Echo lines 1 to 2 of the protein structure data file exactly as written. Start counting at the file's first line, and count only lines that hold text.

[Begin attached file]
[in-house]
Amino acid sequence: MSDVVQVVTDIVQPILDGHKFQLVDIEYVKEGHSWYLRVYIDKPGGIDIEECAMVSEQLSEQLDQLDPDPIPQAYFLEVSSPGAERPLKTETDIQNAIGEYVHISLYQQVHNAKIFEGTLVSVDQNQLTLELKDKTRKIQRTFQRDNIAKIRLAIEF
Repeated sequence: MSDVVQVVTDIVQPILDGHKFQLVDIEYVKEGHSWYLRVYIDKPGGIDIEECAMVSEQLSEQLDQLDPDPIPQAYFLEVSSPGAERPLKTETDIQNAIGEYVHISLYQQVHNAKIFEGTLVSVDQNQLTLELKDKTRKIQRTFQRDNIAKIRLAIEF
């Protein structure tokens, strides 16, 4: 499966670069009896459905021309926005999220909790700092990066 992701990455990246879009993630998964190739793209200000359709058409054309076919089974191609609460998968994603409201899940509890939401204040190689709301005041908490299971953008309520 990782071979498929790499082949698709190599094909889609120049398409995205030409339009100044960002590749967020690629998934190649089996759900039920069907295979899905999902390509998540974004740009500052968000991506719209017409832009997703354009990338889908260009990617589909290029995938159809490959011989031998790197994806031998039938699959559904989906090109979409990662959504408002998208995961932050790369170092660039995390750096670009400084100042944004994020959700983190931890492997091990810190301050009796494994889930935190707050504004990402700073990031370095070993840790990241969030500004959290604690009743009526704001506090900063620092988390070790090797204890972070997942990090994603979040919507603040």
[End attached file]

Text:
[in-house]
Amino acid sequence: MSDVVQVVTDIVQPILDGHKFQLVDIEYVKEGHSWYLRVYIDKPGGIDIEECAMVSEQLSEQLDQLDPDPIPQAYFLEVSSPGAERPLKTETDIQNAIGEYVHISLYQQVHNAKIFEGTLVSVDQNQLTLELKDKTRKIQRTFQRDNIAKIRLAIEF